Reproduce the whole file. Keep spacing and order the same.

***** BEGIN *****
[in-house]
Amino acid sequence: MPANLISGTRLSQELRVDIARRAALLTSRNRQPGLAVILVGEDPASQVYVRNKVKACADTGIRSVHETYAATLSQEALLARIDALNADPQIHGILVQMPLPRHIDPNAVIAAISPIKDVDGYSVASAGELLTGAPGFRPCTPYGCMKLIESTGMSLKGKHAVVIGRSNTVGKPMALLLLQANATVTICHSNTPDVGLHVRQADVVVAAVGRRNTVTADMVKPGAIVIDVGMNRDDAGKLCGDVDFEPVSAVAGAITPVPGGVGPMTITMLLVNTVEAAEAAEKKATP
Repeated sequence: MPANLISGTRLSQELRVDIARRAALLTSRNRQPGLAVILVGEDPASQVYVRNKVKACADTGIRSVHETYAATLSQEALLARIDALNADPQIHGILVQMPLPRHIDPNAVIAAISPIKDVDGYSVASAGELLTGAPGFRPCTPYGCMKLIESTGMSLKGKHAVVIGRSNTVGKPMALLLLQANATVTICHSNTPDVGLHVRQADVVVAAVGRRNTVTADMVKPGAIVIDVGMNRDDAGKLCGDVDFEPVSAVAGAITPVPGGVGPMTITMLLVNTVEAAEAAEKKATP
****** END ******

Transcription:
[in-house]
Amino acid sequence: MPANLISGTRLSQELRVDIARRAALLTSRNRQPGLAVILVGEDPASQVYVRNKVKACADTGIRSVHETYAATLSQEALLARIDALNADPQIHGILVQMPLPRHIDPNAVIAAISPIKDVDGYSVASAGELLTGAPGFRPCTPYGCMKLIESTGMSLKGKHAVVIGRSNTVGKPMALLLLQANATVTICHSNTPDVGLHVRQADVVVAAVGRRNTVTADMVKPGAIVIDVGMNRDDAGKLCGDVDFEPVSAVAGAITPVPGGVGPMTITMLLVNTVEAAEAAEKKATP
Repeated sequence: MPANLISGTRLSQELRVDIARRAALLTSRNRQPGLAVILVGEDPASQVYVRNKVKACADTGIRSVHETYAATLSQEALLARIDALNADPQIHGILVQMPLPRHIDPNAVIAAISPIKDVDGYSVASAGELLTGAPGFRPCTPYGCMKLIESTGMSLKGKHAVVIGRSNTVGKPMALLLLQANATVTICHSNTPDVGLHVRQADVVVAAVGRRNTVTADMVKPGAIVIDVGMNRDDAGKLCGDVDFEPVSAVAGAITPVPGGVGPMTITMLLVNTVEAAEAAEKKATP